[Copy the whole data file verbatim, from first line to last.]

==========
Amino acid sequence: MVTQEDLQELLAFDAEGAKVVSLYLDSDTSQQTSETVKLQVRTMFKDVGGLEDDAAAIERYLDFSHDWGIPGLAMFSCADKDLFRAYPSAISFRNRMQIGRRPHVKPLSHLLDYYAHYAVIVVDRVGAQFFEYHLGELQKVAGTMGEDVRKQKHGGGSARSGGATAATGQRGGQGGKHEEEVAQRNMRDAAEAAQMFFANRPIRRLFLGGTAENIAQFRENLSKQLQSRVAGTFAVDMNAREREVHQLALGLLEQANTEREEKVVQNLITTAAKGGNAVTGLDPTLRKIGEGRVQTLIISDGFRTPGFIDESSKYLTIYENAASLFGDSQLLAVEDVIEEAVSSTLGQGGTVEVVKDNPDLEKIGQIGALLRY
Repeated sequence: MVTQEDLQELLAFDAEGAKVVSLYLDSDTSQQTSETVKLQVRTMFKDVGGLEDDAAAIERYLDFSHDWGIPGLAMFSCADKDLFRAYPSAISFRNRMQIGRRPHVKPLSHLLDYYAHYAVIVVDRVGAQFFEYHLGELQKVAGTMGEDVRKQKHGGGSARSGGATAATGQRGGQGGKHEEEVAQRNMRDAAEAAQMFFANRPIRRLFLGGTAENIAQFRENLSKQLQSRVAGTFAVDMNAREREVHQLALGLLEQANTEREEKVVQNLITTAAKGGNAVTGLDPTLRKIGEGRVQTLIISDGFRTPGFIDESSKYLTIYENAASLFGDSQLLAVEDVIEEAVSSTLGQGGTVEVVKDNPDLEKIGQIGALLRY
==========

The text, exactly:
Amino acid sequence: MVTQEDLQELLAFDAEGAKVVSLYLDSDTSQQTSETVKLQVRTMFKDVGGLEDDAAAIERYLDFSHDWGIPGLAMFSCADKDLFRAYPSAISFRNRMQIGRRPHVKPLSHLLDYYAHYAVIVVDRVGAQFFEYHLGELQKVAGTMGEDVRKQKHGGGSARSGGATAATGQRGGQGGKHEEEVAQRNMRDAAEAAQMFFANRPIRRLFLGGTAENIAQFRENLSKQLQSRVAGTFAVDMNAREREVHQLALGLLEQANTEREEKVVQNLITTAAKGGNAVTGLDPTLRKIGEGRVQTLIISDGFRTPGFIDESSKYLTIYENAASLFGDSQLLAVEDVIEEAVSSTLGQGGTVEVVKDNPDLEKIGQIGALLRY
Repeated sequence: MVTQEDLQELLAFDAEGAKVVSLYLDSDTSQQTSETVKLQVRTMFKDVGGLEDDAAAIERYLDFSHDWGIPGLAMFSCADKDLFRAYPSAISFRNRMQIGRRPHVKPLSHLLDYYAHYAVIVVDRVGAQFFEYHLGELQKVAGTMGEDVRKQKHGGGSARSGGATAATGQRGGQGGKHEEEVAQRNMRDAAEAAQMFFANRPIRRLFLGGTAENIAQFRENLSKQLQSRVAGTFAVDMNAREREVHQLALGLLEQANTEREEKVVQNLITTAAKGGNAVTGLDPTLRKIGEGRVQTLIISDGFRTPGFIDESSKYLTIYENAASLFGDSQLLAVEDVIEEAVSSTLGQGGTVEVVKDNPDLEKIGQIGALLRY